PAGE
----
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I always think of Yeats and J.R.R. Tolkien as similar in many ways; both mythopoeic, both nationalist, both traditionalist, both resistant to the scientific worldview. The biggest difference, perhaps, is their views on magic; Yeats was fascinated by the occult, while Tolkien was an ardent Catholic. So, which I read this post at The Atlantic by Alan Jacobs about Tolkien’s views on technology and their influence on modern fantasy literature, I wonder what would have happened if Yeats had become the father of fantasy literature instead. Now, as Jacobs rightly points out, Tolkien basically equates technology with dark magic, which poses problems for any fantasy writers who want to be less hostile to modernity. This is, I think, one of the central tensions in fantasy literature: it wants to be pro-magic, because magic is cool!, but wants to be anti-science, because it’s instinctively traditionalist. It’s a problem in a lot of art, I suppose, but it’s more obvious in fantasy than anywhere else:

Which raises some questions: Is fantasy intrinsically hostile to technology? That is, was Tolkien simply drawing out what is already there in the genre? Or has he limited it in unnecessary ways? What would a fantasy that embraces technology look like? Arthur Weasley’s fascination with Muggle tech in the Harry Potter books is simply comical — though a great source of fun in the books. I’d like to see a writer imagine what technologies would arise in a fictional world where magic rules but is not the only game in town. Is that too much to ask?

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For the record, though, I think Jacobs misreads Harry Potter if he thinks that technology only shows up in Harry Potter through comic characters like Arthur Weasley. I’d argue that Weasley’s fascination with Muggle tech is funny mainly because it puts a spotlight on the fact that “magic,” in the Potter-verse, works exactly like technology, which means there’s not room for a serious opposition between magic and technology; and, in general, there’s not room for a serious contrast between the wizarding world and the muggle world; the books portray the wizarding world as exactly like the muggle world, just vaguely cooler. This is one of the biggest problems with those books, in my opinion: they take the magic out of magic. That’s the point my fourth link makes, in fact, a post from a blog I follow by J.S. Bangs, which tries to draw a distinction between “personal” and “impersonal” magic. In essence, impersonal magic is closer to science, personal magic is closer to art:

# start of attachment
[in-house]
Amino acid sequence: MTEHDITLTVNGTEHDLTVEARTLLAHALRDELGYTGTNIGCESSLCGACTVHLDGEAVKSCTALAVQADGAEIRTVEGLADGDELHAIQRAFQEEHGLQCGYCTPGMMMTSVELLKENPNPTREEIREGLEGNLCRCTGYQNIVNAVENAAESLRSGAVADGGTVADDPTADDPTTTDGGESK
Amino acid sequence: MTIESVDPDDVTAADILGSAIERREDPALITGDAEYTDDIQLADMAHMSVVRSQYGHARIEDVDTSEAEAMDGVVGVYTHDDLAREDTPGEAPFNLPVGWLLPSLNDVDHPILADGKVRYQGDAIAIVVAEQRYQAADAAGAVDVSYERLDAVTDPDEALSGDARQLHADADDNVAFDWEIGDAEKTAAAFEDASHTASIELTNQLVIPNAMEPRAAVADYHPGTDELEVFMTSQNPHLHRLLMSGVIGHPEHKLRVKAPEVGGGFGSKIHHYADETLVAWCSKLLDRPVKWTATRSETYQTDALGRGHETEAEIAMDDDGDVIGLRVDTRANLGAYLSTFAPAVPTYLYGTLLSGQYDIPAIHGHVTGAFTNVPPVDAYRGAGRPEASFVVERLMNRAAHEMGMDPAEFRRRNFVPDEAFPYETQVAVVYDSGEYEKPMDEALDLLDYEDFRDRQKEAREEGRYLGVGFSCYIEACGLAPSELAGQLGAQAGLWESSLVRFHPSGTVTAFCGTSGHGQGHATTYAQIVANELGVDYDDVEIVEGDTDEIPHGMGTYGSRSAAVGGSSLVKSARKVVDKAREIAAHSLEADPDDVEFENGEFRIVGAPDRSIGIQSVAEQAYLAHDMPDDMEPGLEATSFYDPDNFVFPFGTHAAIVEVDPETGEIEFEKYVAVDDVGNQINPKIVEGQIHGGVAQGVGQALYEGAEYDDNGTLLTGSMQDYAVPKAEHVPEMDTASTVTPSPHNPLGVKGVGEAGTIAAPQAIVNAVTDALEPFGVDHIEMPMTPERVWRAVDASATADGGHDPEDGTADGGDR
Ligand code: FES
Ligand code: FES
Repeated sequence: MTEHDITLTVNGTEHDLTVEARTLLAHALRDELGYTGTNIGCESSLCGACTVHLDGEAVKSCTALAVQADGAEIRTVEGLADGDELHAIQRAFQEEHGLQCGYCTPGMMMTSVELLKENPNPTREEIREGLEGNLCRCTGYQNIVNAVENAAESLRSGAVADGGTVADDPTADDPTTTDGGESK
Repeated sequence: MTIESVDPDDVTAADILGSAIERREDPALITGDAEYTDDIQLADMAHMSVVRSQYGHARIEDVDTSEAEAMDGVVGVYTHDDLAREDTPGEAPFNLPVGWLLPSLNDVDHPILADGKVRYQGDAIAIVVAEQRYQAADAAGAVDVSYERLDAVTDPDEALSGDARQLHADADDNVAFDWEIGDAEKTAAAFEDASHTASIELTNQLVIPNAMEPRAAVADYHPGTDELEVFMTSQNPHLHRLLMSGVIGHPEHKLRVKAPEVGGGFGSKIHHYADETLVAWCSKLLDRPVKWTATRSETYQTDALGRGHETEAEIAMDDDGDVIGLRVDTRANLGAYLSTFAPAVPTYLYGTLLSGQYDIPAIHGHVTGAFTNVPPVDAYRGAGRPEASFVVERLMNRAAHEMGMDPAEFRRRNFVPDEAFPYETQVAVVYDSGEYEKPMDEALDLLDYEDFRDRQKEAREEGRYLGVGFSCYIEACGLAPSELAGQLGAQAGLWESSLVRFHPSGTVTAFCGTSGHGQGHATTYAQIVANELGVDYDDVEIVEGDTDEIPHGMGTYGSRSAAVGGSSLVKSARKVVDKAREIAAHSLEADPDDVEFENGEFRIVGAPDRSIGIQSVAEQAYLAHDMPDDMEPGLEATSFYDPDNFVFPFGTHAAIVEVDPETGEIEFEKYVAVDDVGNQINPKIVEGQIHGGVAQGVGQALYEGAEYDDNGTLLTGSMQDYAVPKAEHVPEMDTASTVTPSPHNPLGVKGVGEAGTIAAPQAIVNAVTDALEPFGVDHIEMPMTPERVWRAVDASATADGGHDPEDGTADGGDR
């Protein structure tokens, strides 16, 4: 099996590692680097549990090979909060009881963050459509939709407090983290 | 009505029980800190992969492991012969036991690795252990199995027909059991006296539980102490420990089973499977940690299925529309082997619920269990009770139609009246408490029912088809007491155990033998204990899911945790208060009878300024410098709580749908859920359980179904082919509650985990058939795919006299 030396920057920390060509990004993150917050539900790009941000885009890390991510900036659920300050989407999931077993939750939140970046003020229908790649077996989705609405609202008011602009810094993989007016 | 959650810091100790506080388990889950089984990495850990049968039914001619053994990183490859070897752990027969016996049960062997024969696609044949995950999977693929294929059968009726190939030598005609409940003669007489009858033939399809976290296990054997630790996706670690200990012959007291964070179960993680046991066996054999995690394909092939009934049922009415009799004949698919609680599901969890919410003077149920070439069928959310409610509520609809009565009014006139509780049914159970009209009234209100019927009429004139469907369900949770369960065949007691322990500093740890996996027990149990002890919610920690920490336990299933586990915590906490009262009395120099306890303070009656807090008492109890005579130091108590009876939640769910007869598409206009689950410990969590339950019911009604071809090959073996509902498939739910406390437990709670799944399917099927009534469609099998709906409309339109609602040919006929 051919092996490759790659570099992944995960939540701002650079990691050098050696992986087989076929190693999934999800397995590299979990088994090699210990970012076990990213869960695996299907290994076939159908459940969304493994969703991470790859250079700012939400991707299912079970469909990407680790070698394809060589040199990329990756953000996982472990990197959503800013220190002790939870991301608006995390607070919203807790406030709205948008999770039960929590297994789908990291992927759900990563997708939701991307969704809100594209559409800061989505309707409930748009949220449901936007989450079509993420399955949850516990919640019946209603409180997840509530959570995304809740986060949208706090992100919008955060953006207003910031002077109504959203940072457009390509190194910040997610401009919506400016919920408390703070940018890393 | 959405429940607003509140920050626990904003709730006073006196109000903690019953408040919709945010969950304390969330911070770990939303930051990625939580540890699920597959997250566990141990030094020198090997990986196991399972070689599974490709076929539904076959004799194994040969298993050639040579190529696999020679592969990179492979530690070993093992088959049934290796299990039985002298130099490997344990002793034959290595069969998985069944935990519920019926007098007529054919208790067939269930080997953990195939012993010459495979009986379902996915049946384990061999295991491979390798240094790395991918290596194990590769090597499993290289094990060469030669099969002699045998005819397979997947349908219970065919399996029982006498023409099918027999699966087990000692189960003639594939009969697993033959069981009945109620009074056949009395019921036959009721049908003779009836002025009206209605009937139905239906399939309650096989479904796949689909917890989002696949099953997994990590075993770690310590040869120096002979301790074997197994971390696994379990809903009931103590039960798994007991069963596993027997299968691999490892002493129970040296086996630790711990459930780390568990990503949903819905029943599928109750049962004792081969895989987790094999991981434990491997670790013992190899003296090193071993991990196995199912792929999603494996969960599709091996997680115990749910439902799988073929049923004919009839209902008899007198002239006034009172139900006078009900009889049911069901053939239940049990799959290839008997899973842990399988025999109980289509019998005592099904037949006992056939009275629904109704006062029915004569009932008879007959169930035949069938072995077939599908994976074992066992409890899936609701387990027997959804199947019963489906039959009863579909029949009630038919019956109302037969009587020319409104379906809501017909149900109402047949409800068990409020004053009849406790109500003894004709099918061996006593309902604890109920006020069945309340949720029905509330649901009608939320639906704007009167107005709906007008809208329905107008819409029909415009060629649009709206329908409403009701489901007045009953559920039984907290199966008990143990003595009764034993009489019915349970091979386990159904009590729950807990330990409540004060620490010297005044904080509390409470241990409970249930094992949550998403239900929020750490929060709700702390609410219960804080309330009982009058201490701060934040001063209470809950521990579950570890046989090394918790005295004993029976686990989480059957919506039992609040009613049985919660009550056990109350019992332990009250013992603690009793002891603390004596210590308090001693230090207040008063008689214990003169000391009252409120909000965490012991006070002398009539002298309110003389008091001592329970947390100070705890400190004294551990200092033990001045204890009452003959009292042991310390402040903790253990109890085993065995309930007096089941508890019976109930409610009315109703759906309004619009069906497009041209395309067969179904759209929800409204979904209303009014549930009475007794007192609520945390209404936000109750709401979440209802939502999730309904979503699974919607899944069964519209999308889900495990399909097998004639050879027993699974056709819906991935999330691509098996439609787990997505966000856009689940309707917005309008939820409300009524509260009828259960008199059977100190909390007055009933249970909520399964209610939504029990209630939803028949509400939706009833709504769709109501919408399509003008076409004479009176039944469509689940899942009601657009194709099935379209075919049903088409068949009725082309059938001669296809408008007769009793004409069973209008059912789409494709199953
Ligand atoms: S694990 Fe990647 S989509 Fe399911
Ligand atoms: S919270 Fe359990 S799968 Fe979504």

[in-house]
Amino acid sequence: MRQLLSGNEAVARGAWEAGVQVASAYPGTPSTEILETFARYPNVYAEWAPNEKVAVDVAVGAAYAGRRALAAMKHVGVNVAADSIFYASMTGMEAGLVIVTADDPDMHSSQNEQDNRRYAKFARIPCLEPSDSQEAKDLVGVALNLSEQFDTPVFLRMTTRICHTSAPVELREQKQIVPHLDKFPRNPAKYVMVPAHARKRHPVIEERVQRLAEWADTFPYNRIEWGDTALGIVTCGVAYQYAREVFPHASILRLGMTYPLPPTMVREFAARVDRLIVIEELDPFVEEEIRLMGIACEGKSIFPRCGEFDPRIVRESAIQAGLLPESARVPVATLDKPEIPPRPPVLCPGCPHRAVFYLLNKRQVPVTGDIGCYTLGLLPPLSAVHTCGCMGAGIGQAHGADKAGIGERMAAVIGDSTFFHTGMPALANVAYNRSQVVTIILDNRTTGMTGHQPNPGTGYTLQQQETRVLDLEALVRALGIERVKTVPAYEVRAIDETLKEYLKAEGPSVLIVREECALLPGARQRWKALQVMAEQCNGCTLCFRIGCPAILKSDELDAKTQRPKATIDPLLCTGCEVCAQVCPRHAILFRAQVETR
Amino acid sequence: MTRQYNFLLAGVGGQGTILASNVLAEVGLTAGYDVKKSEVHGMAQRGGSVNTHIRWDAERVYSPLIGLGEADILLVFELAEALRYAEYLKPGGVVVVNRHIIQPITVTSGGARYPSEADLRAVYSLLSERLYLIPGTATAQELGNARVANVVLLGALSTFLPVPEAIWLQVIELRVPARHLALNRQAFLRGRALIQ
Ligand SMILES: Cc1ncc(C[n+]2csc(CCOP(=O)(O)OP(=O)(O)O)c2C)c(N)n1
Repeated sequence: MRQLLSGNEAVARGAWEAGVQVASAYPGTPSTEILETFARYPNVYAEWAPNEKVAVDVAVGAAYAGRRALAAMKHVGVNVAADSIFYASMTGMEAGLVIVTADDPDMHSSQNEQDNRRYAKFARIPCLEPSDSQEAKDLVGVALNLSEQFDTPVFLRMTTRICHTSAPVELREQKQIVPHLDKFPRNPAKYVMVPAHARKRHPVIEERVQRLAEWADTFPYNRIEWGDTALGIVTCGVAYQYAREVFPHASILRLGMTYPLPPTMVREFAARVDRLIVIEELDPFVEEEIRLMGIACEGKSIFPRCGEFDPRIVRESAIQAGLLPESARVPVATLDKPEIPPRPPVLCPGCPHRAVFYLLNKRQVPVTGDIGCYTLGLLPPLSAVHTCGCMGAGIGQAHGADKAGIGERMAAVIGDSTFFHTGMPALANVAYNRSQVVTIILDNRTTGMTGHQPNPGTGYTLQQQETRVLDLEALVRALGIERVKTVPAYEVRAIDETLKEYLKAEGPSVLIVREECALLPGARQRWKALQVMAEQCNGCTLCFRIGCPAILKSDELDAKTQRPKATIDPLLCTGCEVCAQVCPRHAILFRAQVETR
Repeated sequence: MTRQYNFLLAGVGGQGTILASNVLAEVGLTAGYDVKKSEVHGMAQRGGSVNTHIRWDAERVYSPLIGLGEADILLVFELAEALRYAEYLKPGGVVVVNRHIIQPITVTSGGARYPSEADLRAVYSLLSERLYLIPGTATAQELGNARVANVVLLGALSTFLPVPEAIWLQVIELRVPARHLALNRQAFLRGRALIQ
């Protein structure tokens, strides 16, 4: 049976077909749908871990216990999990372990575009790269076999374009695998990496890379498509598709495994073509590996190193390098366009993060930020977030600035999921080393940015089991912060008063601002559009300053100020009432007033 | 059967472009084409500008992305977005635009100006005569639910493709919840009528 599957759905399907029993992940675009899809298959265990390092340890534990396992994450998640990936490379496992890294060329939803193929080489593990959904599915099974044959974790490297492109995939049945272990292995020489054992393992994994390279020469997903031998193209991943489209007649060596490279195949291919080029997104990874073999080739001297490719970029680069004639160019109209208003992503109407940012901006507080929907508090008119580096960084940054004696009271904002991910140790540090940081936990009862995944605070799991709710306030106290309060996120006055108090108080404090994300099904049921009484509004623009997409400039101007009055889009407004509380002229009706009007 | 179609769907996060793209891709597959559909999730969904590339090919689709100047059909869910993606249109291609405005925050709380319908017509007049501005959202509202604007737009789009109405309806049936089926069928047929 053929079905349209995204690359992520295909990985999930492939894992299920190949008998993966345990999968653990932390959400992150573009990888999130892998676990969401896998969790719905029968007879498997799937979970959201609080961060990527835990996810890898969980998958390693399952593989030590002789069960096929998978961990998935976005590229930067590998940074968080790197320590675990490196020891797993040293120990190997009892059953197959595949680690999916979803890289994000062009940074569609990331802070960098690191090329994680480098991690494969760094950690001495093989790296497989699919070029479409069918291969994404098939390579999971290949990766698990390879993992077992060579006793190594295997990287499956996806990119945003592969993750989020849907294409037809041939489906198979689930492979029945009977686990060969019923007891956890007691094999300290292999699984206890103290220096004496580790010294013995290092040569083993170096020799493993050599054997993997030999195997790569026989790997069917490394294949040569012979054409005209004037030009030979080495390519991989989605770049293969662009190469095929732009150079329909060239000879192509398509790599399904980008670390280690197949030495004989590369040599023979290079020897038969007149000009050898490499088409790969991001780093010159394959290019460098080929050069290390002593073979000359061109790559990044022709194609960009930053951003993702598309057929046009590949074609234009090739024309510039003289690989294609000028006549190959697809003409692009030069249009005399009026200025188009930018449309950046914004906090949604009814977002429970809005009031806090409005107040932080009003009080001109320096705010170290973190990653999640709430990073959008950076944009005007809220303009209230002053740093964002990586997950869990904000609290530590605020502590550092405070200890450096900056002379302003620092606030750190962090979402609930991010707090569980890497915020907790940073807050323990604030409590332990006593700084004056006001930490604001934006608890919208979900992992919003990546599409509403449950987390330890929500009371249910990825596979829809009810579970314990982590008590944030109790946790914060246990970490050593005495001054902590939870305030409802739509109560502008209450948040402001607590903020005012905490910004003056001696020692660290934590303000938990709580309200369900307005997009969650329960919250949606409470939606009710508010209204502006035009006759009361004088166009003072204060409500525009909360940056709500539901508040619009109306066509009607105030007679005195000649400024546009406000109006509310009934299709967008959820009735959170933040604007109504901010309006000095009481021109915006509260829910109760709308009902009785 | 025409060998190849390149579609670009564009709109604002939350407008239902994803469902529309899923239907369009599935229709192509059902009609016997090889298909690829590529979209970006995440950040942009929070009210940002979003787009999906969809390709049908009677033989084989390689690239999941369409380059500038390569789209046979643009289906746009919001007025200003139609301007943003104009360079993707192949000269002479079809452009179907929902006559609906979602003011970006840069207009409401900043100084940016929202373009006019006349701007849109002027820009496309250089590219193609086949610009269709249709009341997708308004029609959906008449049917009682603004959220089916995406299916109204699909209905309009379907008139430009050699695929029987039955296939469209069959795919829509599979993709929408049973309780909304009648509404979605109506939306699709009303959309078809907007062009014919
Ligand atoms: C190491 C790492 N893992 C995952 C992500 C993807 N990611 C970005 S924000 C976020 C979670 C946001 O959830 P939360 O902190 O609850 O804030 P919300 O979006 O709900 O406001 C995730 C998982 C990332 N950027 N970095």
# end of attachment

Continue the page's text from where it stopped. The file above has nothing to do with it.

What’s notable, though, is that in all of these cases magic is impersonal. It doesn’t depend fundamentally on who you are or who you’re dealing with. Magic, like science, works the same for everyone. So I settled on the terminology of impersonal magic to describe these systems.

We can contrast this with personal magic systems, in which the identity of the magic-user is crucial to the working of magic. In Lord of the Rings, Gandalf says the Elvish word for “fire”, strikes the wet wood with his staff, and a fire starts. The other characters could talk Elvish and swing sticks around all night and not get anything other than splinters. Gandalf’s magic works the way it does not because he’s tapping into secret forces which anyone could invoke, but because he’s Gandalf.

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This seems to me exactly right, and I think offers an interesting alternate view of the argument this article, from the journal Anamnesis, makes about the place of techne in Tolkien’s ouvre. The author there says that Tolkien does not condemn technology per se, but rather suggests that:

We might therefore reconsider the doctrine, epitomized by Henry Ford, that every man should have access to every innovation.  Perhaps those of us critical of technology’s effects on human life should consider the possibility that the fault lies not always in technology per se but in the utter lack of discrimination regarding who uses it and how.  It should give us pause that ordinary Americans now wield powers comparable to those of a wizard, powers for which they are neither morally nor intellectually prepared.  It may be that the wanton use of such powers is precisely why so many concur with Saruman’s view that one best understands the world by breaking it.

This is probably fairly close to Tolkien’s views on technology and the corruptions of modernity, but I’m not sure how close it is to what we find in his literary works. If it’s right that Gandalf isn’t able to call down fire on his enemies because he has secret knowledge, but  “because he’s Gandalf,” then there’s no parallel between that and good or bad uses of technology; the implicit argument isn’t that technology should be rationed according to a natural hierarchy of deserts, but that the natural hierarchy of abilities should not be tampered with.